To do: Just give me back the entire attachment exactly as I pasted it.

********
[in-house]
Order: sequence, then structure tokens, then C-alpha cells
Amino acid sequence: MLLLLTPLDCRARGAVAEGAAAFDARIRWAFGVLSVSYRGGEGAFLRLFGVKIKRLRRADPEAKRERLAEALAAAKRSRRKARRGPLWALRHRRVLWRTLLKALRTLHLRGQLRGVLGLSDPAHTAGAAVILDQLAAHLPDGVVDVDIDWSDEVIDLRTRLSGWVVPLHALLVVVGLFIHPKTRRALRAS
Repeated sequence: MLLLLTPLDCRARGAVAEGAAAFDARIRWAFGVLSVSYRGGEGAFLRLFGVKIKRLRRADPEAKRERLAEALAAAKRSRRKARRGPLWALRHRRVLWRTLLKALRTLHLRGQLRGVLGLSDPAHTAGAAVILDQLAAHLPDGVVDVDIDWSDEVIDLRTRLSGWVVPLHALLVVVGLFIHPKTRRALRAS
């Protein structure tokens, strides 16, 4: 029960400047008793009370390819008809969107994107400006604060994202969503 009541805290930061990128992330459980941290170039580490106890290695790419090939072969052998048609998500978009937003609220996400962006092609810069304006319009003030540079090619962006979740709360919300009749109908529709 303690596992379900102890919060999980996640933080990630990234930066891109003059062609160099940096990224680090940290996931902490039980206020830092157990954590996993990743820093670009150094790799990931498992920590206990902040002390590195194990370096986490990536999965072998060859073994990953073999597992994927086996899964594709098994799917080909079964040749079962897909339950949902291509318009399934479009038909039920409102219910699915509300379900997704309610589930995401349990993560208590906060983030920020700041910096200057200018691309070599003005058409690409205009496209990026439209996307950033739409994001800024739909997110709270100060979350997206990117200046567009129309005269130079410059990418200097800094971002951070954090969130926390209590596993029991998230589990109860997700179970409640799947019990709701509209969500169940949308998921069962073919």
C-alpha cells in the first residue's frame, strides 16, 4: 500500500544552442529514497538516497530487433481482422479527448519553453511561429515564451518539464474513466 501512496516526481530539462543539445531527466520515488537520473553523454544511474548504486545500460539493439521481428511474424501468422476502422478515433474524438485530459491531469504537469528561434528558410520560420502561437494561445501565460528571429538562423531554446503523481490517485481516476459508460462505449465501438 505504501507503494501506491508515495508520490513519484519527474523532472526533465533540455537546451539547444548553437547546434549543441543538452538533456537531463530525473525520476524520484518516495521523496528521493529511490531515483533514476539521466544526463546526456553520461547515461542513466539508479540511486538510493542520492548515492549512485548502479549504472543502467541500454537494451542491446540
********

[in-house]
Order: sequence, then structure tokens, then C-alpha cells
Amino acid sequence: MLLLLTPLDCRARGAVAEGAAAFDARIRWAFGVLSVSYRGGEGAFLRLFGVKIKRLRRADPEAKRERLAEALAAAKRSRRKARRGPLWALRHRRVLWRTLLKALRTLHLRGQLRGVLGLSDPAHTAGAAVILDQLAAHLPDGVVDVDIDWSDEVIDLRTRLSGWVVPLHALLVVVGLFIHPKTRRALRAS
Repeated sequence: MLLLLTPLDCRARGAVAEGAAAFDARIRWAFGVLSVSYRGGEGAFLRLFGVKIKRLRRADPEAKRERLAEALAAAKRSRRKARRGPLWALRHRRVLWRTLLKALRTLHLRGQLRGVLGLSDPAHTAGAAVILDQLAAHLPDGVVDVDIDWSDEVIDLRTRLSGWVVPLHALLVVVGLFIHPKTRRALRAS
């Protein structure tokens, strides 16, 4: 029960400047008793009370390819008809969107994107400006604060994202969503 009541805290930061990128992330459980941290170039580490106890290695790419090939072969052998048609998500978009937003609220996400962006092609810069304006319009003030540079090619962006979740709360919300009749109908529709 303690596992379900102890919060999980996640933080990630990234930066891109003059062609160099940096990224680090940290996931902490039980206020830092157990954590996993990743820093670009150094790799990931498992920590206990902040002390590195194990370096986490990536999965072998060859073994990953073999597992994927086996899964594709098994799917080909079964040749079962897909339950949902291509318009399934479009038909039920409102219910699915509300379900997704309610589930995401349990993560208590906060983030920020700041910096200057200018691309070599003005058409690409205009496209990026439209996307950033739409994001800024739909997110709270100060979350997206990117200046567009129309005269130079410059990418200097800094971002951070954090969130926390209590596993029991998230589990109860997700179970409640799947019990709701509209969500169940949308998921069962073919």
C-alpha cells in the first residue's frame, strides 16, 4: 500500500544552442529514497538516497530487433481482422479527448519553453511561429515564451518539464474513466 501512496516526481530539462543539445531527466520515488537520473553523454544511474548504486545500460539493439521481428511474424501468422476502422478515433474524438485530459491531469504537469528561434528558410520560420502561437494561445501565460528571429538562423531554446503523481490517485481516476459508460462505449465501438 505504501507503494501506491508515495508520490513519484519527474523532472526533465533540455537546451539547444548553437547546434549543441543538452538533456537531463530525473525520476524520484518516495521523496528521493529511490531515483533514476539521466544526463546526456553520461547515461542513466539508479540511486538510493542520492548515492549512485548502479549504472543502467541500454537494451542491446540